The reason I'd favor such a design is that the issue of whether a type can be cloned sensibly is somewhat orthogonal to other aspects of it. For example, one might have a FancyList type which could be cloned sensibly, but a derivative might automatically persist its state in a disk file (specified in the constructor). The derived type couldn't be cloned, because its state would be attached to that of a mutable singleton (the file), but that shouldn't preclude use of the derived type in places which need most features of a FancyList but wouldn't need to clone it. –  supercat Aug 27 '12 at 16:56
    
+1 - this answer is the only one from those I've seen here that really answers the question. –  IllidanS4 Nov 12 at 18:12

It's a very good question... You could make your own, though:

interface ICloneable<T> : ICloneable
{
  new T Clone ( );
}

Andrey says it's considered a bad API, but i have not heard anything about this interface becoming deprecated. And that would break tons of interfaces... The Clone method should perform a shallow copy. If the object also provides deep copy, an overloaded Clone ( bool deep ) can be used.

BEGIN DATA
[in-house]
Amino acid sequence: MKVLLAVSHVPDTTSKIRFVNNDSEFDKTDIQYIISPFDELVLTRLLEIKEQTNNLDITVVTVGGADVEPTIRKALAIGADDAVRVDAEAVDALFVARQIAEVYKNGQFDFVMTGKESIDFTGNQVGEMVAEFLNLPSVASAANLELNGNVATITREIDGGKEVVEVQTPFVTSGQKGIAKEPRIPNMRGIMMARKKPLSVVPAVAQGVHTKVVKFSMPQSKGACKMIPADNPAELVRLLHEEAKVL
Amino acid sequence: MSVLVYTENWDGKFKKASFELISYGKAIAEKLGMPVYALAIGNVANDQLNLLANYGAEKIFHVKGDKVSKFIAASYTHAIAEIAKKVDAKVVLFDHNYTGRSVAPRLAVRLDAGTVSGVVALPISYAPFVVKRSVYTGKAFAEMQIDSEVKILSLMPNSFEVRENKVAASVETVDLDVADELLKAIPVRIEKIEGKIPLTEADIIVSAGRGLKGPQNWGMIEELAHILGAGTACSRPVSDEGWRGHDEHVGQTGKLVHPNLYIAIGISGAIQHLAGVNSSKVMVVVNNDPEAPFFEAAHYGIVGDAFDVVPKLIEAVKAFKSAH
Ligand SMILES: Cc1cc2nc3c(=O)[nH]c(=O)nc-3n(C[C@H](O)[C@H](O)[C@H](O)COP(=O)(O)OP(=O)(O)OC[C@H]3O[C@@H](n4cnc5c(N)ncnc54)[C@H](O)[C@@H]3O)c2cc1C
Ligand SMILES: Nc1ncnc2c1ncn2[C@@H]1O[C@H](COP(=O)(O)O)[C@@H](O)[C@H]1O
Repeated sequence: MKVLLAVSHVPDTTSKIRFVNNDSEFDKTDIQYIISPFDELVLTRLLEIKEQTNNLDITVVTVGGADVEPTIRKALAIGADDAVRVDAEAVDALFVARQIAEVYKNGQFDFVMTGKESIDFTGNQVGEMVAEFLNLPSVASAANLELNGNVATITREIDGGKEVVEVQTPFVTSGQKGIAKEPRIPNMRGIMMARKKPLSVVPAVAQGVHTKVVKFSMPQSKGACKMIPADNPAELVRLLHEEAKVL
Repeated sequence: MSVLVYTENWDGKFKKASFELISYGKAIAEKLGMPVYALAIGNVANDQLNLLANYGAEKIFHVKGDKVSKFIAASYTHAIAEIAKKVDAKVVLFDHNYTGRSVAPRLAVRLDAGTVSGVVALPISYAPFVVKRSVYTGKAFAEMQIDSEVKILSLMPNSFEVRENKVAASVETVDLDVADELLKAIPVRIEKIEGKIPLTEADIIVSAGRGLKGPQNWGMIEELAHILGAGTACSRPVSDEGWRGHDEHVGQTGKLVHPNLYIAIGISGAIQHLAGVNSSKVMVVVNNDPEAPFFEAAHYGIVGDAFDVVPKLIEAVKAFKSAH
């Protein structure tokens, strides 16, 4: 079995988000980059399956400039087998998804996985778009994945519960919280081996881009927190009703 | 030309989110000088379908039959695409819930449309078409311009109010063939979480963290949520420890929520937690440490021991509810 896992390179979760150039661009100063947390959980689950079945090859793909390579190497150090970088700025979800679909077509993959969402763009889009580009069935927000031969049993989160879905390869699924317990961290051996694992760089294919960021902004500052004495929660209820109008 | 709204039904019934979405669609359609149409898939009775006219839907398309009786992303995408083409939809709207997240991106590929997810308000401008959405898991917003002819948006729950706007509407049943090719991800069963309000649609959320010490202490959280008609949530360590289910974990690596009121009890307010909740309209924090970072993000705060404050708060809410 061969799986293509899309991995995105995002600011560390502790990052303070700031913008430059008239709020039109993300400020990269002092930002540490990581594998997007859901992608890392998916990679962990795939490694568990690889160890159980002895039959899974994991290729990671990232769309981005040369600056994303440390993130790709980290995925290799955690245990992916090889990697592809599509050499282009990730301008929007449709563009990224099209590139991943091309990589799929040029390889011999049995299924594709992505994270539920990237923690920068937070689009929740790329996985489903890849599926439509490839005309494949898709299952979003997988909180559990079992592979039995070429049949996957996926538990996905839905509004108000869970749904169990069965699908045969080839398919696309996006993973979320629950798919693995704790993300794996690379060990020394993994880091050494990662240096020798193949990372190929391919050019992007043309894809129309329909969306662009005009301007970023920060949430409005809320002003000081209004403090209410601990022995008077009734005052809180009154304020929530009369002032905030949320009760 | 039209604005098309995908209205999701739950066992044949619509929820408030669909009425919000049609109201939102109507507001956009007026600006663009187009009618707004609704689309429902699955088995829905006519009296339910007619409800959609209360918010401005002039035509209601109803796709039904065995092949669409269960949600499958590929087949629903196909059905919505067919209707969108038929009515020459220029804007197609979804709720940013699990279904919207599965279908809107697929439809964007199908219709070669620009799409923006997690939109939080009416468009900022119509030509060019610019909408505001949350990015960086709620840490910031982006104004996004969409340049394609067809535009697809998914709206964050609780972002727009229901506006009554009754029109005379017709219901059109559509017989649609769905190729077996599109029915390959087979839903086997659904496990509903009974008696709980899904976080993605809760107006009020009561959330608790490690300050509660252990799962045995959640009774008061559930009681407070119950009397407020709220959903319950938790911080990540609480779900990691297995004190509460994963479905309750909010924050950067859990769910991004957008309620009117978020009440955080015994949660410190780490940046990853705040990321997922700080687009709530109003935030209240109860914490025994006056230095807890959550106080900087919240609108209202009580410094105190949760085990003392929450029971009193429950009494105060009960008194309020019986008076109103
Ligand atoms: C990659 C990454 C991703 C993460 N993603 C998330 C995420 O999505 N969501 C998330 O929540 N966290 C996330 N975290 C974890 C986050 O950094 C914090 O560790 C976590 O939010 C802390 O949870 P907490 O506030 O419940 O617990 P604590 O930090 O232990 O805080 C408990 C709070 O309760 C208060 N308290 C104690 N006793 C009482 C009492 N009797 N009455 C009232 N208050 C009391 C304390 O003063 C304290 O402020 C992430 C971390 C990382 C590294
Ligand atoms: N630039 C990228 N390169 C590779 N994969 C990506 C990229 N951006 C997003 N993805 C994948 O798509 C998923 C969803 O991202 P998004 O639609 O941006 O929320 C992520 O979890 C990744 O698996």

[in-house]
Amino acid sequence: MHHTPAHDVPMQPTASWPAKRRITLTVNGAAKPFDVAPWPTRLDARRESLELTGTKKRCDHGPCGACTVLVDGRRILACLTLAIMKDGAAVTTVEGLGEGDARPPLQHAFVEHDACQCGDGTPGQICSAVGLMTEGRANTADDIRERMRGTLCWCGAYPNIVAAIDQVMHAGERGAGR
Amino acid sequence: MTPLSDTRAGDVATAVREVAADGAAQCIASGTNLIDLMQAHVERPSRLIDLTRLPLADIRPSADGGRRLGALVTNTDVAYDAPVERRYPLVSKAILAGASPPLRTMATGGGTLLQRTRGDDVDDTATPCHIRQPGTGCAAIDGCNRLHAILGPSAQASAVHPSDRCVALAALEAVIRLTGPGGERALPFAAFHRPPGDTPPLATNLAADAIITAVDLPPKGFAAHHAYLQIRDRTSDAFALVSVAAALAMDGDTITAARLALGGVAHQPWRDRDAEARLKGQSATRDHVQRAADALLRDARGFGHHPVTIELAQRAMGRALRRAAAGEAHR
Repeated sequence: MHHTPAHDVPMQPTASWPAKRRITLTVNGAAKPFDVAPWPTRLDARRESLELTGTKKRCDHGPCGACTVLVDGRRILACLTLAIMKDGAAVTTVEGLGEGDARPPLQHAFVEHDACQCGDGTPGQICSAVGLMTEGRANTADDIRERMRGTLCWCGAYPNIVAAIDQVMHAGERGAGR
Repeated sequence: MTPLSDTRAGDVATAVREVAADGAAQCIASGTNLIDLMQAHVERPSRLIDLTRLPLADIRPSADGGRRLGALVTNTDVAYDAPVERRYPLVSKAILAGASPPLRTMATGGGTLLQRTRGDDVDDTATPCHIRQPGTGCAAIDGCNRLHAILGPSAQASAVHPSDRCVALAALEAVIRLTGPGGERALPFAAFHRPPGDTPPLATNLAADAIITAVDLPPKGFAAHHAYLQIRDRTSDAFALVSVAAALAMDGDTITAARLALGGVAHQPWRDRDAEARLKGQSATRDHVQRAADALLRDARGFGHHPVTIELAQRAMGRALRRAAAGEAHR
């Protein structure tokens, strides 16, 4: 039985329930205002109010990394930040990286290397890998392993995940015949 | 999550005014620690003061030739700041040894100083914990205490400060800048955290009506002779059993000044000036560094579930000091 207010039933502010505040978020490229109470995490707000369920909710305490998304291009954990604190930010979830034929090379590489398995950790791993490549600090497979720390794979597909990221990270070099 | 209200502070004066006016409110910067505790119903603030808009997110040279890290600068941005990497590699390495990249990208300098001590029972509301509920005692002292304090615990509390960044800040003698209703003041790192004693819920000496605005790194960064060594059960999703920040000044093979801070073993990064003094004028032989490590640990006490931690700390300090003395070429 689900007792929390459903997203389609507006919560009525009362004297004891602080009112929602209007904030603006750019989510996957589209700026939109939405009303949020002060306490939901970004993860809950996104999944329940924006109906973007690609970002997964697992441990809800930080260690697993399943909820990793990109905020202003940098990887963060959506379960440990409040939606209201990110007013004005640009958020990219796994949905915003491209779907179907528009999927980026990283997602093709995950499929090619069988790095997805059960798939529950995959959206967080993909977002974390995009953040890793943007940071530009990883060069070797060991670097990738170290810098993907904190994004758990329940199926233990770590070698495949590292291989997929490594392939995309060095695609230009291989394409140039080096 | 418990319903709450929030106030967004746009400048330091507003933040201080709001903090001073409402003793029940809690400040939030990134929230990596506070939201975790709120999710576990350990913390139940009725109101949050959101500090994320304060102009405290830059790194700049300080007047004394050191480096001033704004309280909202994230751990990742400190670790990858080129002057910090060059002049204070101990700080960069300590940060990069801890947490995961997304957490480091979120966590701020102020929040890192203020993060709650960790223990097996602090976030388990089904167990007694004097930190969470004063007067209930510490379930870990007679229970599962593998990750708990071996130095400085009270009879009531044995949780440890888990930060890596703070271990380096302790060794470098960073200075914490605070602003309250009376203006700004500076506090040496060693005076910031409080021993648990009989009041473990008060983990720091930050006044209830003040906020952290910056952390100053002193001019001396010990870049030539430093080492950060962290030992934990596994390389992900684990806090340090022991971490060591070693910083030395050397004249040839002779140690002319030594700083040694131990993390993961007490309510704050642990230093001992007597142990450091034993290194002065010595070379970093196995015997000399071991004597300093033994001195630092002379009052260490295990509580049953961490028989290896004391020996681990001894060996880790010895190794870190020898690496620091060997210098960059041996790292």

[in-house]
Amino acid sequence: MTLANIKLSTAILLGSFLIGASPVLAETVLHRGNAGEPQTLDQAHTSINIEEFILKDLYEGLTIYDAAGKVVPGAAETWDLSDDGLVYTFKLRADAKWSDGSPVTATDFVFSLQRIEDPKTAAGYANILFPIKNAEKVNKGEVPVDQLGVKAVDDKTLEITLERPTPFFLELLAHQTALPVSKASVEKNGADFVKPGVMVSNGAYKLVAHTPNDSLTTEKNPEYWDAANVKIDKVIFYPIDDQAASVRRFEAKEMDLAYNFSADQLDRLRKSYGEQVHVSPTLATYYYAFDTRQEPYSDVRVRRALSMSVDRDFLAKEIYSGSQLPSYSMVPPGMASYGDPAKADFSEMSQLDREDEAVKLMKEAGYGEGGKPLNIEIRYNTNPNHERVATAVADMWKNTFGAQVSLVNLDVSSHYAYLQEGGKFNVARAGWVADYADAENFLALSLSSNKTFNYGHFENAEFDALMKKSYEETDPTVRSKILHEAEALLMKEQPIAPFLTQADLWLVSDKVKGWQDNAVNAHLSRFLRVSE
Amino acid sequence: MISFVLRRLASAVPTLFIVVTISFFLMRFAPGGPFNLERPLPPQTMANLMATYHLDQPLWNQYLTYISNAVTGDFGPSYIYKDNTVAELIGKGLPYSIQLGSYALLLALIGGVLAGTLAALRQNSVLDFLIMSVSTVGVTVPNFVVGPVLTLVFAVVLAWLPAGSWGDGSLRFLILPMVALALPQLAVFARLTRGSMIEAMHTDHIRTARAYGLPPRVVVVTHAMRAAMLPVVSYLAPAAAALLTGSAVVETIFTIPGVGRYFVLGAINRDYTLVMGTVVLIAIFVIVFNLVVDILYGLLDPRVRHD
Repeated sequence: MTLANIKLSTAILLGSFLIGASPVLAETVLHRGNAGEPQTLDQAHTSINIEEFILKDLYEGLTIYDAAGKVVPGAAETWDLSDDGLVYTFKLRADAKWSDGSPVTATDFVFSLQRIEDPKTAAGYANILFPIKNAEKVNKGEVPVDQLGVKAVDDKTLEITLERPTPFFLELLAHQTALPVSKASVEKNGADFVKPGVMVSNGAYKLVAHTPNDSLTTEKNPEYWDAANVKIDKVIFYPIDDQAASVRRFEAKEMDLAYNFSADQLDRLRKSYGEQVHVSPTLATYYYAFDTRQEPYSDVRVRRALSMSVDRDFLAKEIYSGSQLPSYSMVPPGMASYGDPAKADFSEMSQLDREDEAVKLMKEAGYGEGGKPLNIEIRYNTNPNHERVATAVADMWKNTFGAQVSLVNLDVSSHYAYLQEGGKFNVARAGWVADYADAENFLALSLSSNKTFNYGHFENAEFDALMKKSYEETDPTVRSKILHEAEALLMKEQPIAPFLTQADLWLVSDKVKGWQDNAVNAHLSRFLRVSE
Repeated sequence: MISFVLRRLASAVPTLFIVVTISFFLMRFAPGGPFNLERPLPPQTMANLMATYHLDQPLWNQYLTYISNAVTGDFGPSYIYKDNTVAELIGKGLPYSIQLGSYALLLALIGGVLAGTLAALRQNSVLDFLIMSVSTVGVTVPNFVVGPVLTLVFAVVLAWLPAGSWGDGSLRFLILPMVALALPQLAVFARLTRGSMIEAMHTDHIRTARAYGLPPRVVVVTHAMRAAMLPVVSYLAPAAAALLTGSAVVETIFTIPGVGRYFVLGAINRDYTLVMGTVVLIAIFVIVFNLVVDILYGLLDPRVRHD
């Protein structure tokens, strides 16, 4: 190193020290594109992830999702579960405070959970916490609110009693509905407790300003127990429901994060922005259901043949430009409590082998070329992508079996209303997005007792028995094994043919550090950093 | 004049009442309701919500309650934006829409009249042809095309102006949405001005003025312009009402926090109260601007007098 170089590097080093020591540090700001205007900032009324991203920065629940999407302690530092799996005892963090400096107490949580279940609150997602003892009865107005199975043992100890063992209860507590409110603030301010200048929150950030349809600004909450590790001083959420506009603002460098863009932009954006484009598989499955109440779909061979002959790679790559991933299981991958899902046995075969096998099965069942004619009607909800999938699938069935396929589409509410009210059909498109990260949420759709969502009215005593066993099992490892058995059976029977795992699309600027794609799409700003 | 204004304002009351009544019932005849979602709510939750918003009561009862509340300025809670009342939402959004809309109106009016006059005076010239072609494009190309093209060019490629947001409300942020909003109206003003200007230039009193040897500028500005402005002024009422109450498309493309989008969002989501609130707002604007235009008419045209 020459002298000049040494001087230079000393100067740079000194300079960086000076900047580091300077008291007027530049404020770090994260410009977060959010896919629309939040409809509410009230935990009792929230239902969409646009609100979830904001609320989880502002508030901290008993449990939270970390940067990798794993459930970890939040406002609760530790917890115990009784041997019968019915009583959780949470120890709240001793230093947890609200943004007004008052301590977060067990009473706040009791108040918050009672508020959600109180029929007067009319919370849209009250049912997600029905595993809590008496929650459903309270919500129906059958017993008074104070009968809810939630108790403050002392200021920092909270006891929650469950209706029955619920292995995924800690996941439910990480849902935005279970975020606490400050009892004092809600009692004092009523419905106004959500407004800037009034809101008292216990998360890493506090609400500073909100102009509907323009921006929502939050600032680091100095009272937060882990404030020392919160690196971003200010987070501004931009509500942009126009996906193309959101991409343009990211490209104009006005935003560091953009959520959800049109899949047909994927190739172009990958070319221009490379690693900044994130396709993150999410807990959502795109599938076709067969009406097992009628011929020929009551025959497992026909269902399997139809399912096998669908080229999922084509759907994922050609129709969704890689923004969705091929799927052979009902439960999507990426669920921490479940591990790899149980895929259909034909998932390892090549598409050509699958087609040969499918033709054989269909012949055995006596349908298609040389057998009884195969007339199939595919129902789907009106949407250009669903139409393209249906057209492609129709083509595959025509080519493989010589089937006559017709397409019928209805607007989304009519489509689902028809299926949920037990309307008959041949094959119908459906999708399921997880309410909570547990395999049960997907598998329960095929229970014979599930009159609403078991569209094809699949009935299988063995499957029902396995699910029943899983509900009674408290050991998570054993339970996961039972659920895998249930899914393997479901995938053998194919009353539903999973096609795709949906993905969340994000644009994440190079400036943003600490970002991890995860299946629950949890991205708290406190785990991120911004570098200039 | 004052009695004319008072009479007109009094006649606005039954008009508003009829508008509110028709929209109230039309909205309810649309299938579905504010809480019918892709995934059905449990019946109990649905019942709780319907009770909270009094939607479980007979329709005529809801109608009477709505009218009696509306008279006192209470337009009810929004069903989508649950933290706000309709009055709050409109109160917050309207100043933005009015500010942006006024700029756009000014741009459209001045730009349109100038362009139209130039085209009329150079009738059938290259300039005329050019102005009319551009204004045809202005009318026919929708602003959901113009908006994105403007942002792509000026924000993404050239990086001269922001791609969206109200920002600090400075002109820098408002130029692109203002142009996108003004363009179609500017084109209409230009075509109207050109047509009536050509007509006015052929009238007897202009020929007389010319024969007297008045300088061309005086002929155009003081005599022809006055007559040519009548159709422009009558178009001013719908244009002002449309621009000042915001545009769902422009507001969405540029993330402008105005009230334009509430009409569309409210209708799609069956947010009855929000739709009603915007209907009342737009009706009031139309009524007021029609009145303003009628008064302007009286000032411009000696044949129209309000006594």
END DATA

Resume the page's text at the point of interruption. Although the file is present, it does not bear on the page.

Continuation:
EDIT: Pattern i use for "cloning" an object, is passing a prototype in the constructor.

class C
{
  public C ( C prototype )
  {
    ...
  }
}

This removes any potential redundant code implementation situations. BTW, talking about the limitations of ICloneable, isn't it really up to the object itself to decide whether a shallow clone or deep clone, or even a partly shallow/partly deep clone, should be performed? Should we really care, as long as the object works as intended? In some occasions, a good Clone implementation might very well include both shallow and deep cloning.